UK home prices
Scaffolders work on a residential street in Notting Hill in central London.Reuters

Home prices in the UK rose by an average 6% in 2014, despite concerns that new regulatory policies to stop risky lending would dent demand.

The average price of a home in the UK now stands at £268,895 ($418,468, €343,188), up by £15,191 over the past year, according to property website Zoopla.

London witnessed the biggest growth in house prices in 2014 with house prices averaging £603,724 at present. House prices in the British capital rose by more than 15% or £81,619 over the past year.

Second to London, Edinburgh reported an 11.8% increase in home prices, while Aberdeen had a 9.7% growth.

Newcastle, Reading, Dundee, Bristol and Milton Keynes also recorded particularly strong performances, according to Zoopla.

In Bradford, prices rose by an average £978, the weakest-performing city in the country, followed by Hull where prices were up just £1,346. Yorkshire and the Humber was the only region where house prices fell, down by an average £2,443.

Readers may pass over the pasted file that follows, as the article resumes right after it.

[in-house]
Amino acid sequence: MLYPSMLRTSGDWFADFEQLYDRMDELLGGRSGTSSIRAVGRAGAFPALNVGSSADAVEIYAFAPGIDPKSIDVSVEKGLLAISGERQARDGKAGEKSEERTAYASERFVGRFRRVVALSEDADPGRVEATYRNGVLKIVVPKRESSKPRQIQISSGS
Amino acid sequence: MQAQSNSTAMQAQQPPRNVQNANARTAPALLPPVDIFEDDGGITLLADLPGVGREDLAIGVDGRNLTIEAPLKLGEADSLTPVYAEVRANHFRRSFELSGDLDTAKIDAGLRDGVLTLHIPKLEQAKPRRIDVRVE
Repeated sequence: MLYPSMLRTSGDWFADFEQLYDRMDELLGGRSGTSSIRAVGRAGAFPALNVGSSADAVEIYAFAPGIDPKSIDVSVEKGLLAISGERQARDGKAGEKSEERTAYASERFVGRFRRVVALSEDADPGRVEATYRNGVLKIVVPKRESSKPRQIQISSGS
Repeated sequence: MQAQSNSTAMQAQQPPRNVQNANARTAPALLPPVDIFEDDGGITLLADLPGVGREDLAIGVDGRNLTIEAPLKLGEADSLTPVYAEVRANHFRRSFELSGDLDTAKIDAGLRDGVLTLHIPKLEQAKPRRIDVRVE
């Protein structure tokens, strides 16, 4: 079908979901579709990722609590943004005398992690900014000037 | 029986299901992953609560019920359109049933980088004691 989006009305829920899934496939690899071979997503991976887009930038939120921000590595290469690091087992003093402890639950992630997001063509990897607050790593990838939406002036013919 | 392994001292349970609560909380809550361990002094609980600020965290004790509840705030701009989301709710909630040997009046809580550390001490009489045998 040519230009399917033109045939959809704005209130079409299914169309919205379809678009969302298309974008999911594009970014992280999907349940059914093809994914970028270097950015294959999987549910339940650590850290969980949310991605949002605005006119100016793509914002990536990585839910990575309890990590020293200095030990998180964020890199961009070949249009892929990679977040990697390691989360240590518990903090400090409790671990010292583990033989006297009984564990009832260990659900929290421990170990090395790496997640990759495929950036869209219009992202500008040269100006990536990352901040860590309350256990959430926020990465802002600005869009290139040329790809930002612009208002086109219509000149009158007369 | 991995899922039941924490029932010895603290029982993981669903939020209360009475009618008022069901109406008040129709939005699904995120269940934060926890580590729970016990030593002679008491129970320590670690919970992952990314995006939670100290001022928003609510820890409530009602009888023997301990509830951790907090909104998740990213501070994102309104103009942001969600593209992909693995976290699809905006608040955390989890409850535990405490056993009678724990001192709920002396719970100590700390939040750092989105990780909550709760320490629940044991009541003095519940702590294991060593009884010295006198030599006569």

Given below are the strongest-performing cities across Britain in terms of house price increases over the last year according to Zoopla.

RankNameAverage PriceGrowth (£)Growth (%)
1London£522,105£81,61915.6
2Edinburgh£261,688£27,67511.8
3Aberdeen£245,411£21,6899.7
4Newcastle£189,125£15,2688.9
5Reading£356,446£27,5258.4
6Dundee£160,963£11,8558
7Bristol£264,389£18,6017.6
8Southampton£249,832£16,9007.3
9Northampton£212,300£14,0857.1
10Milton Keynes£251,288£15,9776.8

"The property market has maintained its momentum during 2014 with price increases across most of the country despite initial concerns that the spate of regulatory policies designed to prevent risky lending would curb demand," Zoopla spokesman, Lawrence Hall said.

"More regions this year saw property prices increase compared with last year, indicating that the property market recovery continues and that the buoyancy will likely continue into 2015."

While the government's Help to Buy scheme increased housing demand at the start of 2014, the market started to cool by the first half. In April, the government introduced stricter mortgage lending rules that required borrowers to provide lenders with more detailed information about their spending habits.